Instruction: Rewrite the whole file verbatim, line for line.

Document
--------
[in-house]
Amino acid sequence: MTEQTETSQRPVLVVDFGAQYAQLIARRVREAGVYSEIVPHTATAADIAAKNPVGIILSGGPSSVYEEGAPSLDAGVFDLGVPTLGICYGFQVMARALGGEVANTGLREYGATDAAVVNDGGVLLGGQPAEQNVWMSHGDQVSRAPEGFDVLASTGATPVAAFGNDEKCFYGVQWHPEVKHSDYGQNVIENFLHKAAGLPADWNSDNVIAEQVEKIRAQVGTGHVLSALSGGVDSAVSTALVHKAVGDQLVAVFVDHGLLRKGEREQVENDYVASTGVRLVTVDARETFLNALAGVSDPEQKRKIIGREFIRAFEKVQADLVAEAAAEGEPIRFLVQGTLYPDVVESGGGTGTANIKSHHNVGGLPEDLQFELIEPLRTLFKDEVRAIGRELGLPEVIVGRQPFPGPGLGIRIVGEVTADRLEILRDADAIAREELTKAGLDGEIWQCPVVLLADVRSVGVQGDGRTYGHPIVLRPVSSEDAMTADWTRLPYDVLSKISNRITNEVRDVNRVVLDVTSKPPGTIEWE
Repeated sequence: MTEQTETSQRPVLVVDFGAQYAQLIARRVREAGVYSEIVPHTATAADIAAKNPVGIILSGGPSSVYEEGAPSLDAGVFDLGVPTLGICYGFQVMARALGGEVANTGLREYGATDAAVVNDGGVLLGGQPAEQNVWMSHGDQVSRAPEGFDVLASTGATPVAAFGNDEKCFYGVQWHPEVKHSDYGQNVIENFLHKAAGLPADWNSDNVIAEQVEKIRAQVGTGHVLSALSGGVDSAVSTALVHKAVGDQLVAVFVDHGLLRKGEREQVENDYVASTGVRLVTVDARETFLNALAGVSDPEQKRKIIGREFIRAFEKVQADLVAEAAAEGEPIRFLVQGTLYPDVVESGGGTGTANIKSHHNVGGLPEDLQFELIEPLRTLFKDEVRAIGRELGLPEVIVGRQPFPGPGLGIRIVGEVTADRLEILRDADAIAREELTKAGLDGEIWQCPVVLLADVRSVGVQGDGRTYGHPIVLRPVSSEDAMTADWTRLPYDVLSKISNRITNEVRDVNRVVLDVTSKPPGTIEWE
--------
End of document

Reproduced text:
[in-house]
Amino acid sequence: MTEQTETSQRPVLVVDFGAQYAQLIARRVREAGVYSEIVPHTATAADIAAKNPVGIILSGGPSSVYEEGAPSLDAGVFDLGVPTLGICYGFQVMARALGGEVANTGLREYGATDAAVVNDGGVLLGGQPAEQNVWMSHGDQVSRAPEGFDVLASTGATPVAAFGNDEKCFYGVQWHPEVKHSDYGQNVIENFLHKAAGLPADWNSDNVIAEQVEKIRAQVGTGHVLSALSGGVDSAVSTALVHKAVGDQLVAVFVDHGLLRKGEREQVENDYVASTGVRLVTVDARETFLNALAGVSDPEQKRKIIGREFIRAFEKVQADLVAEAAAEGEPIRFLVQGTLYPDVVESGGGTGTANIKSHHNVGGLPEDLQFELIEPLRTLFKDEVRAIGRELGLPEVIVGRQPFPGPGLGIRIVGEVTADRLEILRDADAIAREELTKAGLDGEIWQCPVVLLADVRSVGVQGDGRTYGHPIVLRPVSSEDAMTADWTRLPYDVLSKISNRITNEVRDVNRVVLDVTSKPPGTIEWE
Repeated sequence: MTEQTETSQRPVLVVDFGAQYAQLIARRVREAGVYSEIVPHTATAADIAAKNPVGIILSGGPSSVYEEGAPSLDAGVFDLGVPTLGICYGFQVMARALGGEVANTGLREYGATDAAVVNDGGVLLGGQPAEQNVWMSHGDQVSRAPEGFDVLASTGATPVAAFGNDEKCFYGVQWHPEVKHSDYGQNVIENFLHKAAGLPADWNSDNVIAEQVEKIRAQVGTGHVLSALSGGVDSAVSTALVHKAVGDQLVAVFVDHGLLRKGEREQVENDYVASTGVRLVTVDARETFLNALAGVSDPEQKRKIIGREFIRAFEKVQADLVAEAAAEGEPIRFLVQGTLYPDVVESGGGTGTANIKSHHNVGGLPEDLQFELIEPLRTLFKDEVRAIGRELGLPEVIVGRQPFPGPGLGIRIVGEVTADRLEILRDADAIAREELTKAGLDGEIWQCPVVLLADVRSVGVQGDGRTYGHPIVLRPVSSEDAMTADWTRLPYDVLSKISNRITNEVRDVNRVVLDVTSKPPGTIEWE